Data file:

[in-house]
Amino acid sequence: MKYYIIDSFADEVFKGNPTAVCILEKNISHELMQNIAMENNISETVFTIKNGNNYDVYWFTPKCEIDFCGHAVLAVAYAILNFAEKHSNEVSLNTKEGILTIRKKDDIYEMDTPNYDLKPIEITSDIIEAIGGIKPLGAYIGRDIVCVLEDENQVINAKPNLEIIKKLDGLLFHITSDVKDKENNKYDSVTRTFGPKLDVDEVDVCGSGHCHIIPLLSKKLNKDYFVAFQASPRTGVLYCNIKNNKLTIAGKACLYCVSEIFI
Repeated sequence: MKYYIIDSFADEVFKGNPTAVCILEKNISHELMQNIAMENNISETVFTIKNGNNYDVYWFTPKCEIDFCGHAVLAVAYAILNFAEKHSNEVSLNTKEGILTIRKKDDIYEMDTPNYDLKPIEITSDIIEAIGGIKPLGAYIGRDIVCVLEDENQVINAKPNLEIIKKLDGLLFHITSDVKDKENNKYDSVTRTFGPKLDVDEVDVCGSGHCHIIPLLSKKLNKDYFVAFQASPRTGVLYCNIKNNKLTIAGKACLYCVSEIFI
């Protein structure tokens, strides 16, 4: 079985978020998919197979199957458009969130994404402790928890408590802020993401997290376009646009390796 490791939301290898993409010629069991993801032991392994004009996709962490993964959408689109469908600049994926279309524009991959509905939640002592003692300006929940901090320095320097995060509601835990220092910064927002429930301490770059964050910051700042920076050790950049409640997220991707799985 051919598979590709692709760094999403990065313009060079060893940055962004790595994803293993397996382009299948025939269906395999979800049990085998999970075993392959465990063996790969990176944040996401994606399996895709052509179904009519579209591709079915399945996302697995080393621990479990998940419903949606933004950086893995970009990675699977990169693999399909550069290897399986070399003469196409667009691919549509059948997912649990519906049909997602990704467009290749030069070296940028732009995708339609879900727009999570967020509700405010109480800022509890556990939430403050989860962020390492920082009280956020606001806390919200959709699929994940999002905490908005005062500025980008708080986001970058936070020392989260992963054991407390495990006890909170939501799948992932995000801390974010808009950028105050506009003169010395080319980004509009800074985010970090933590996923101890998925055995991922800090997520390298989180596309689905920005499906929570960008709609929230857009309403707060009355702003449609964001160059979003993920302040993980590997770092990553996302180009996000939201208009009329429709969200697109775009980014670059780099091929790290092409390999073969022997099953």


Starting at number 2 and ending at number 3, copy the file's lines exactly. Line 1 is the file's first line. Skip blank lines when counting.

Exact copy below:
Amino acid sequence: MKYYIIDSFADEVFKGNPTAVCILEKNISHELMQNIAMENNISETVFTIKNGNNYDVYWFTPKCEIDFCGHAVLAVAYAILNFAEKHSNEVSLNTKEGILTIRKKDDIYEMDTPNYDLKPIEITSDIIEAIGGIKPLGAYIGRDIVCVLEDENQVINAKPNLEIIKKLDGLLFHITSDVKDKENNKYDSVTRTFGPKLDVDEVDVCGSGHCHIIPLLSKKLNKDYFVAFQASPRTGVLYCNIKNNKLTIAGKACLYCVSEIFI
Repeated sequence: MKYYIIDSFADEVFKGNPTAVCILEKNISHELMQNIAMENNISETVFTIKNGNNYDVYWFTPKCEIDFCGHAVLAVAYAILNFAEKHSNEVSLNTKEGILTIRKKDDIYEMDTPNYDLKPIEITSDIIEAIGGIKPLGAYIGRDIVCVLEDENQVINAKPNLEIIKKLDGLLFHITSDVKDKENNKYDSVTRTFGPKLDVDEVDVCGSGHCHIIPLLSKKLNKDYFVAFQASPRTGVLYCNIKNNKLTIAGKACLYCVSEIFI